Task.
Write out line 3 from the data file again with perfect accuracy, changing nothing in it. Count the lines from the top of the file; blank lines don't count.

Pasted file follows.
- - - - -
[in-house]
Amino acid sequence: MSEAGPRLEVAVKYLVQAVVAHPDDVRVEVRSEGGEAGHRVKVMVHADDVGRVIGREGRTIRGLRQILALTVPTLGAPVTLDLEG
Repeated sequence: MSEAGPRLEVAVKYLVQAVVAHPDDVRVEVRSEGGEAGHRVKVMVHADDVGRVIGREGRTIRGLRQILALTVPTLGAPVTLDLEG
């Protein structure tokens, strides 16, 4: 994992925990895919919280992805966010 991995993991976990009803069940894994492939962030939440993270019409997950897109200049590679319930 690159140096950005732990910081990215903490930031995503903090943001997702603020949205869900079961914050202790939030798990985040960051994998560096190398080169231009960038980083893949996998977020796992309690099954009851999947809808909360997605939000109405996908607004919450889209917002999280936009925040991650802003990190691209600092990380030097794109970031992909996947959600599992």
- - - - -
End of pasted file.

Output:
Repeated sequence: MSEAGPRLEVAVKYLVQAVVAHPDDVRVEVRSEGGEAGHRVKVMVHADDVGRVIGREGRTIRGLRQILALTVPTLGAPVTLDLEG